The above described cleansing composition may be prepared by combining the desired components in a suitable container and mixing them under ambient conditions in any conventional mixing means well known in the art, such as a mechanically stirred propeller, paddle, and the like. Although the order of mixing is not critical, it is preferable to pre-blend certain components, such as the fragrance and the nonionic surfactant before adding such components into the main mixture.

The composition of this invention can be formulated in a variety of dosage forms for topical application that include, but are not limited to, for example, washes, baths, lotions, creams, ointments, sprays, aerosols, skin patches, soap, mousses, tonics, gels, solids (e.g. sticks) or the like which is designed to be left on the skin and not washed shortly after application. Alternatively, the composition may be applied to the desired area in the form of, for example, a lotion, cream, gel, soap, shampoo or the like which is designed to be rinsed off within a given amount of time after application.

Another preferred embodiment of the present invention is directed to a delivery system for delivering benefit agents to the hair, nails, and scalp comprised of a) at least one water soluble silicone agent; and b) at least one, and more preferably at least two cationic conditioning compounds. Preferably, the delivery system is comprised of, based upon the total weight of the delivery system, a) from about 0.001 percent to about 10 percent, and preferably from about 0.01 percent to about 5 percent of at least one water soluble silicone agent; and b) from about 0.001 percent to about 5 percent, and preferably from about 0.01 percent to about 2 percent of at least one, and preferably at least two cationic conditioning compounds.

In embodiments wherein it is desirable to deposit hydrophilic benefit agents, e.g. salicylic acid, alpha hydroxy acids, vitamins, proteins, and peptides, onto and/or into the skin, hair, and nails, it is preferable to apply thereto the benefit agent in the delivery system composition comprised of at least two cationic conditioning compounds, which preferably are guar hydroxypropyltrimonium chloride and acrylaminopropyltrimonium chloride/acrylamide copolymer; and more preferably with the combination of at least 2 cationic conditioning compounds, which are preferably guar hydroxypropyltrimonium chloride and acrylaminopropyltrimonium chloride/acrylamide copolymer, and at least one water soluble silicone compound, which preferably is a silicone quaternium-13. It is most preferable to apply the hydrophilic benefit agent in a delivery system comprised of at least 2 cationic conditioning compounds, which preferably are guar hydroxypropyltrimonium chloride and acrylamidopropyltrimonium chloride/acrylamide copolymer, and at least two water soluble silicone compounds, one of which is preferably a silicone quaternium-13.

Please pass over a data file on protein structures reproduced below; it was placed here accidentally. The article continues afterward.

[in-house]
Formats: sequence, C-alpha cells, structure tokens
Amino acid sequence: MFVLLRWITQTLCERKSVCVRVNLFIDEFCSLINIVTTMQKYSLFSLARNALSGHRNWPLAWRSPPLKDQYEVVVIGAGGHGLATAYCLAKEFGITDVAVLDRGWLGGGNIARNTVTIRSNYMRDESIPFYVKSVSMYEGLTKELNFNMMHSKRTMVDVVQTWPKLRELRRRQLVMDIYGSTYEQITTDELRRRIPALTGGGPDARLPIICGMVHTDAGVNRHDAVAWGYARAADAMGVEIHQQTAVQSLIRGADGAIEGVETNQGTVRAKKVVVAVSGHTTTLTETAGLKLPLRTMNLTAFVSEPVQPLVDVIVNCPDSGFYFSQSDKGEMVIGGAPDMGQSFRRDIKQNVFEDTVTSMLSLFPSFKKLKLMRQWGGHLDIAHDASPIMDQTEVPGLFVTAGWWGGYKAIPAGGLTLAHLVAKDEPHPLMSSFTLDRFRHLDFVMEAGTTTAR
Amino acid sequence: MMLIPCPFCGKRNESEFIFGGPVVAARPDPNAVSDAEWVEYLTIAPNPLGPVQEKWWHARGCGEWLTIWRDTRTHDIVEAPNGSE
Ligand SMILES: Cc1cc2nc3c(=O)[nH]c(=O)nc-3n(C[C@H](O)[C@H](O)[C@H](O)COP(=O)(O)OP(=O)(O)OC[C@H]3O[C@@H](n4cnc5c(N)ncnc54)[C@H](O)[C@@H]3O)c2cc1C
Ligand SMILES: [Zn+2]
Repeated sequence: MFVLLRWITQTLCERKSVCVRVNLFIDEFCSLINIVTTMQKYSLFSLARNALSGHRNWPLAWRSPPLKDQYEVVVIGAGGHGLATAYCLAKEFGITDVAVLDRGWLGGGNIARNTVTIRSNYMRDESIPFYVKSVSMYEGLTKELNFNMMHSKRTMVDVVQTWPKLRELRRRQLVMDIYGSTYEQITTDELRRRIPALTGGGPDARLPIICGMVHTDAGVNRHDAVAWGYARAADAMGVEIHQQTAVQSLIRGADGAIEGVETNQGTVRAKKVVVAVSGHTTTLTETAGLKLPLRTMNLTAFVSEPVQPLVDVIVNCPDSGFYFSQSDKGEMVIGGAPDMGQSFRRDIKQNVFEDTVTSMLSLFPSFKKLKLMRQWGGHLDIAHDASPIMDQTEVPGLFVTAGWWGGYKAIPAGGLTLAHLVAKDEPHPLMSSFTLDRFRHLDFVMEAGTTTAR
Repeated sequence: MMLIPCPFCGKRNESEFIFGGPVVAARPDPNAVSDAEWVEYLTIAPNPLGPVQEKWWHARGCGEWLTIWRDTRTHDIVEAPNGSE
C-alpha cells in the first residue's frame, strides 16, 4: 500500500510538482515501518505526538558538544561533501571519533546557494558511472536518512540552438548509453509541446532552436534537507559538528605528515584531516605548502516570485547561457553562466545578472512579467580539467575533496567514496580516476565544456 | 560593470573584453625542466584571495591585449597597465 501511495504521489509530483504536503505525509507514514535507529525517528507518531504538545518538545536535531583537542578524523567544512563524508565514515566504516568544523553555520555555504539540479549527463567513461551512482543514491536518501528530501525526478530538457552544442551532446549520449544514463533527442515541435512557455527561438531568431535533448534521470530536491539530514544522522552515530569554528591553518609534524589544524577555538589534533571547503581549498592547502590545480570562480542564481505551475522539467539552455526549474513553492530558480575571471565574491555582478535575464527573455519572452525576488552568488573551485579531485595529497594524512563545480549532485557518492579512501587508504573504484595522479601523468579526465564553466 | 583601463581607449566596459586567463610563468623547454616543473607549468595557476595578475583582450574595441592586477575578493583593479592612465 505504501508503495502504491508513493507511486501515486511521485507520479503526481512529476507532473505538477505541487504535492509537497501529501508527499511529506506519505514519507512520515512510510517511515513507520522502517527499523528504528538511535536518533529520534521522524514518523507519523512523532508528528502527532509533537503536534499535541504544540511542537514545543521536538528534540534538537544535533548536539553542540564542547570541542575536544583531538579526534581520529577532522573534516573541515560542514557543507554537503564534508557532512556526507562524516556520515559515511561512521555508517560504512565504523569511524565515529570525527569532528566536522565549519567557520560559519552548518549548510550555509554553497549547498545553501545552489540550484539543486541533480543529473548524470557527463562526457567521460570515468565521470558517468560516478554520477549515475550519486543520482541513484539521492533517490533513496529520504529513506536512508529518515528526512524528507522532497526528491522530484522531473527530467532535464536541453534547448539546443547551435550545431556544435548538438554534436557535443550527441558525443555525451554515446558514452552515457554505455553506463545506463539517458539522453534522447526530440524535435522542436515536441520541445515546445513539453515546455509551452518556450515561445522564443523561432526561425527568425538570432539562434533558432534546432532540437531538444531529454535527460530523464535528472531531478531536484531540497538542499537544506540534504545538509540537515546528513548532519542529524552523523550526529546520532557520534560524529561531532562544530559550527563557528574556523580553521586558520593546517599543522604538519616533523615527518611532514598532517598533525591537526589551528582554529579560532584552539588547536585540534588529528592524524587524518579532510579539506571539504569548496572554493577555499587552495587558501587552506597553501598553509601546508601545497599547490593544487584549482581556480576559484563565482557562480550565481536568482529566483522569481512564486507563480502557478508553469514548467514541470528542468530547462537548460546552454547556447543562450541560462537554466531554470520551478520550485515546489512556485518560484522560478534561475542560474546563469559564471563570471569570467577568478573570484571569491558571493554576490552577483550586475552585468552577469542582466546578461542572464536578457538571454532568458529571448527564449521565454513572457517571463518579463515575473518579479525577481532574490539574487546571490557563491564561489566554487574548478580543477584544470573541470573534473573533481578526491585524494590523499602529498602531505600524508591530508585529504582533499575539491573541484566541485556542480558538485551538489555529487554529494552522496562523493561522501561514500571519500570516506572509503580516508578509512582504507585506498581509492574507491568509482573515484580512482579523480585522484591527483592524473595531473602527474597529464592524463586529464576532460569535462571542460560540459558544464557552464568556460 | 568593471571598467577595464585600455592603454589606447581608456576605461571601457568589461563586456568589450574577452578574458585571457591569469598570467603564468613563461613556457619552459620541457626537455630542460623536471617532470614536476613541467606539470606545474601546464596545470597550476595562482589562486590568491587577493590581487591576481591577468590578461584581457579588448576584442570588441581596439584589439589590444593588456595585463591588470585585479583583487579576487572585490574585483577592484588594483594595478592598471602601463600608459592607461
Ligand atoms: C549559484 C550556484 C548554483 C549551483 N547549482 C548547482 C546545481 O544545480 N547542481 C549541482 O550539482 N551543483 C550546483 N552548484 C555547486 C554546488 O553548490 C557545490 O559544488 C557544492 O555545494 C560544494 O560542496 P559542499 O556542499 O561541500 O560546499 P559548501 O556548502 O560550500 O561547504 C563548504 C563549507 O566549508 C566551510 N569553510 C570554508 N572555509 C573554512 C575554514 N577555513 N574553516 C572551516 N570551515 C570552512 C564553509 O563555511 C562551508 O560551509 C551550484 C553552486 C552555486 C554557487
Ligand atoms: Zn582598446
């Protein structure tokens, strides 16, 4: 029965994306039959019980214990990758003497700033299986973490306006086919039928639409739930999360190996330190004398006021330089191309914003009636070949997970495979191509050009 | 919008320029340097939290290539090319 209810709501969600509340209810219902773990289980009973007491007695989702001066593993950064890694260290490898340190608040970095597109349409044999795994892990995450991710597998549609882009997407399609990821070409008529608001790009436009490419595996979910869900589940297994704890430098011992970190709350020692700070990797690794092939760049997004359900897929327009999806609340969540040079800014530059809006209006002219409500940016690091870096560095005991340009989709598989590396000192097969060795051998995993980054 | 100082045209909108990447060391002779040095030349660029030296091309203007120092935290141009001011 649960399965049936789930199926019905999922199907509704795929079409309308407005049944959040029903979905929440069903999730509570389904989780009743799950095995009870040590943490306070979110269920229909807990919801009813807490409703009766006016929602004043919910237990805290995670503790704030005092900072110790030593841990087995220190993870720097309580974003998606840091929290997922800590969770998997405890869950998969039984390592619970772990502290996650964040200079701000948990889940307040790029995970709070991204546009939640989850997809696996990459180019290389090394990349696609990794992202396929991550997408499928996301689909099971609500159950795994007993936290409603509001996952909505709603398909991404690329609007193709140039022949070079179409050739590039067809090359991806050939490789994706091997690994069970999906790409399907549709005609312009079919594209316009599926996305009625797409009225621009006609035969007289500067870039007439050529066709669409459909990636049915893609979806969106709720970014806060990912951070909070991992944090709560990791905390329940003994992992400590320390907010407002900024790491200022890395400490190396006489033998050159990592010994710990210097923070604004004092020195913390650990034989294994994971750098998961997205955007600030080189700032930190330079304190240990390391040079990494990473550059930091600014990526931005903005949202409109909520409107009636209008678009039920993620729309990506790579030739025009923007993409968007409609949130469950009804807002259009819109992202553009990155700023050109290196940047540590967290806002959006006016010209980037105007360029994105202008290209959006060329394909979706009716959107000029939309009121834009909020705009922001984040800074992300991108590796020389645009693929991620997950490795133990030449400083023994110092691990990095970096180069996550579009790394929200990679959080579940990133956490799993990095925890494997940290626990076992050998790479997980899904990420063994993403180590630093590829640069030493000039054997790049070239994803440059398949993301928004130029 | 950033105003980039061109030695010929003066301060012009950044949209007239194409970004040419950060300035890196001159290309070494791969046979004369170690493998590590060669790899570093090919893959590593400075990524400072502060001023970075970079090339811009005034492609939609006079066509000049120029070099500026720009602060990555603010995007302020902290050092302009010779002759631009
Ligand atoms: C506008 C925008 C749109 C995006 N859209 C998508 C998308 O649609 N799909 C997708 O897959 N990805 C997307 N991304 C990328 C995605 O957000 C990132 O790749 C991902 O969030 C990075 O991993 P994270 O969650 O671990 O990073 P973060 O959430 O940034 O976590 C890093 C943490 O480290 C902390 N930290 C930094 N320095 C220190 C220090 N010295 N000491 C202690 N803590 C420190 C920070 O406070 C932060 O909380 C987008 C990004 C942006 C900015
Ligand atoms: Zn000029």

In embodiments wherein it is desirable to deposit hydrophobic benefit agents, i.e. elubiol, ketoconazole, retinol and derivatives thereof, onto and/or into the skin, nails, and/or hair, it is preferable to apply thereto the hydrophobic benefit agent in a delivery system composition comprised of at least 2 cationic conditioning compound, which preferably are guar hydroxypropyltrimonium chloride and acrylamiiopropyltrimonium chloride/acrylamide copolymer and at least one water soluble silicone compound, which preferably is a silicone quaternium-13. It is more preferable to apply the hydrophobic benefit agent in a delivery system comprised of at least 2 cationic conditioning compounds, which preferably are guar hydroxypropyltrimonium chloride and acrylamidopropyltrimonium chloride/acrylamide copolymer, and at least two water soluble silicone compounds, one of which is preferably a silicone quaternium-13.

In embodiments wherein it is desirable to deposit a thin coating of conditioner on the hair fiber, it is desirable to apply thereto a composition comprised of at least two cationic agents and at least one water soluble silicone, the latter of which preferably is cetyl triethylmonium dimethicone copolyol phthalate. Suitable depositing conditioners nonexclusively include the silicone agents and cationic conditioning agents described herein as well as other known conditioners.

In addition to combining a benefit agent along with the delivery system, another embodiment of the present invention is directed to combining an optional benefit agent along with the above-described cleansing composition. By “benefit agent,” it is mean any active ingredient that is to be delivered into and/or onto the skin at a desired location, such as a cosmetic agent or a pharmaceutical agent. By “cosmetic agent,” it is meant any ingredient that is appropriate for cosmetically treating, providing nutrients to, and/or conditioning the hair and/or skin via topical application. By “pharmaceutical agent,” it is mean any drug that is either hydrophobic or hydrophilic in nature and appropriate for topical use. As used herein “medicament agents” include those agents capable of promoting recovery from injury and illness.